It has been suggested for several decades that excessive exposure to OA plays a substantive role in the development of BEN. BEN is a bilateral, noninflammatory, chronic nephropathy in which the kidneys are extremely reduced in size and weight and show diffuse cortical fibrosis. Functional impairments are characterized by progressive hypercreatininemia, hyperuremia, and hypochromic anemia. In an endemic area of Croatia, an extremely high incidence of urinary tract tumors in the endemic areas for BEN, particularly urothelial tumors of the pelvis and ureter, has been reported. In Bulgaria, 16 cases of urinary tract tumors were reported among 33 autop-sied patients with BEN. A causal relationship between exposure to OA and these human diseases is suggested by (i) similarities in the morphological and functional renal impairments induced by OA in animals and those observed in BEN and (ii) the finding that foods from the endemic areas are more heavily contaminated with OA than foods from disease-free areas. Analyses of serum samples in European countries from nearly a dozen studies revealed that blood from healthy humans was contaminated with OA at concentrations of 0.1-40 ng/ ml. The frequency of contamination of human sera, which ranged from 4 to 57%, seems to indicate continuous, widespread exposure of humans to OA.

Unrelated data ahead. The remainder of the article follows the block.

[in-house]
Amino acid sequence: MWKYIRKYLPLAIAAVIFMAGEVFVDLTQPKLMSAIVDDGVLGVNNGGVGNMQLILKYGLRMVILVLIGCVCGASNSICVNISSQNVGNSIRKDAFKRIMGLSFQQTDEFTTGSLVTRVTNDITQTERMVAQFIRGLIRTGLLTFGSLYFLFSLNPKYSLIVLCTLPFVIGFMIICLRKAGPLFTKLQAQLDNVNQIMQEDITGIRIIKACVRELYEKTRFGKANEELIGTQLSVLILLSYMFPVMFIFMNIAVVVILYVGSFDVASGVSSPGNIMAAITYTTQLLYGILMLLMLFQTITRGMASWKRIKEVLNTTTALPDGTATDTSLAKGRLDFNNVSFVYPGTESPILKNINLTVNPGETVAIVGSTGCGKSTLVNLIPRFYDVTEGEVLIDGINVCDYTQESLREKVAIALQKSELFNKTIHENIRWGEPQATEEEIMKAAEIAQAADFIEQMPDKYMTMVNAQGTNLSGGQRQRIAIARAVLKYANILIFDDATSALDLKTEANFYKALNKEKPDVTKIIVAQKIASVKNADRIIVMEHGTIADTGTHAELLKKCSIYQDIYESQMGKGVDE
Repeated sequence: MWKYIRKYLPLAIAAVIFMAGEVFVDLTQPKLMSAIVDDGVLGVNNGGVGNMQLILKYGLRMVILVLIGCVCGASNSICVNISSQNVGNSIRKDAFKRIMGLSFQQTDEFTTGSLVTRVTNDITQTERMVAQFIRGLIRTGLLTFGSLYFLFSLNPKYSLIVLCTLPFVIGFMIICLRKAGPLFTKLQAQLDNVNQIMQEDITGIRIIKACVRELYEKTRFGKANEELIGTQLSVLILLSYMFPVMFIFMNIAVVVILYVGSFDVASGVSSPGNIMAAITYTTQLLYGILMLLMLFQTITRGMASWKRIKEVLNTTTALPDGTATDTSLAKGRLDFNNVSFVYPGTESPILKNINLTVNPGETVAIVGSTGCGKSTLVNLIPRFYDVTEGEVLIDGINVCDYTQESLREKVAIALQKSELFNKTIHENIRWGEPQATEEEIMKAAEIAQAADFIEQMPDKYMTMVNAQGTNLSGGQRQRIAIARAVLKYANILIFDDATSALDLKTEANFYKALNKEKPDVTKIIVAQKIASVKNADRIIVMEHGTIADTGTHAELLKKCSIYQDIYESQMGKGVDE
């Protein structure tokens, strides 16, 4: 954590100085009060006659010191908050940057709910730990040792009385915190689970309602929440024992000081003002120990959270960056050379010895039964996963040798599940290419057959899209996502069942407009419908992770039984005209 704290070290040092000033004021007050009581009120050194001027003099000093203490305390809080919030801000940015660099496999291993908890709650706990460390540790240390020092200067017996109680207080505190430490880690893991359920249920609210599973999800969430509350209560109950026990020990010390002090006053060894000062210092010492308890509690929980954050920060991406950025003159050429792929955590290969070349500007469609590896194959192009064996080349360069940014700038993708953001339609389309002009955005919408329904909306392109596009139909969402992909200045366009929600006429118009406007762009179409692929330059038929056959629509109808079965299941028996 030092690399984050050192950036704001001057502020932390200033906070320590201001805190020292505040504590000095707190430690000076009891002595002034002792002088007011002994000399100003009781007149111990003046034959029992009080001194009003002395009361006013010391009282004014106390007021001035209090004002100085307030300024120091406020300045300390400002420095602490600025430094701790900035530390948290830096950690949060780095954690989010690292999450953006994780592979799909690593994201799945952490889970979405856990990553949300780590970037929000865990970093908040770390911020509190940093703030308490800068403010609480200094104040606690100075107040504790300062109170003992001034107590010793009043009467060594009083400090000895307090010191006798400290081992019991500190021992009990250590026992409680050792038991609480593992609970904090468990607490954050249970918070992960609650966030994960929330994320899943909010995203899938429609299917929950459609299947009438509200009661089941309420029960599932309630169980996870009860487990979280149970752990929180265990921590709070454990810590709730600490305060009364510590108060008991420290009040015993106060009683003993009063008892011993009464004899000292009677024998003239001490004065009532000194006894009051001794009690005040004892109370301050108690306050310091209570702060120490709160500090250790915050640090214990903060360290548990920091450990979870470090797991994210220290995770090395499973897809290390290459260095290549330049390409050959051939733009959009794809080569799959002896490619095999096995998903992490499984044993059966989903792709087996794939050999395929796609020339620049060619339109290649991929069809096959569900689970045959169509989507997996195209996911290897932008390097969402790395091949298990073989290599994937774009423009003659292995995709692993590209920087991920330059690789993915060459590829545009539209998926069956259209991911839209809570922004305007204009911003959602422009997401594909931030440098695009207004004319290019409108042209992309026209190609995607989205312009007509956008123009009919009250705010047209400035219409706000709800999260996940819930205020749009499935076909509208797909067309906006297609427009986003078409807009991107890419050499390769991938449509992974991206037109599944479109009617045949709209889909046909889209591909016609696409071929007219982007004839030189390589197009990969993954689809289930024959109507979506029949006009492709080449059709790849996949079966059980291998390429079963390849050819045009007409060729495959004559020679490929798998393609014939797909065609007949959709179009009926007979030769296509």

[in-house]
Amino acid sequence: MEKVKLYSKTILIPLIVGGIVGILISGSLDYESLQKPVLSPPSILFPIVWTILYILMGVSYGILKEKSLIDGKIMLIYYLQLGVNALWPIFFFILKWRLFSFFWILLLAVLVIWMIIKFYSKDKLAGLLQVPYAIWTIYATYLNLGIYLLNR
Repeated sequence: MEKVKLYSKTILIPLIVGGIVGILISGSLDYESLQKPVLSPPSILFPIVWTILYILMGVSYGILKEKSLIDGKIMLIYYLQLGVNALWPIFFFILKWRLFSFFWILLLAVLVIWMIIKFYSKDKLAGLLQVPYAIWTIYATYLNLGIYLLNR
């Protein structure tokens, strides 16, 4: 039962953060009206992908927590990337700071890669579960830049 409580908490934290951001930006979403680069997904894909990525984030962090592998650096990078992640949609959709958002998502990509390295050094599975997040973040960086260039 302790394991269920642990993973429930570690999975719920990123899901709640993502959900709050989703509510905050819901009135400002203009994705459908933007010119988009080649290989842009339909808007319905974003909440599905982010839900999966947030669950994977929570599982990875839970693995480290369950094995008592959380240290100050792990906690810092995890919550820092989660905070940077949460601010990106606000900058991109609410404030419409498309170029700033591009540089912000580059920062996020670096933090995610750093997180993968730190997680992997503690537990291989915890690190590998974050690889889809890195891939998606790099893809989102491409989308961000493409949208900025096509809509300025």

An association between BEN and/or urinary tract tumors and OA content in blood samples has been reported. Among 61 patients with BEN and/or urinary tract tumors, 14.8% had levels of 1 or 2ng/ml and 11.5% had more than 2ng/ml OA in their blood. This proportion was significantly higher than that in a control group of 63 individuals from unaffected families in the endemic villages (7.9 and 3.2%, respectively). A case-control study provided molecular evidence for the possible role of ochratoxin in the development of urinary tract tumors in Bulgaria.
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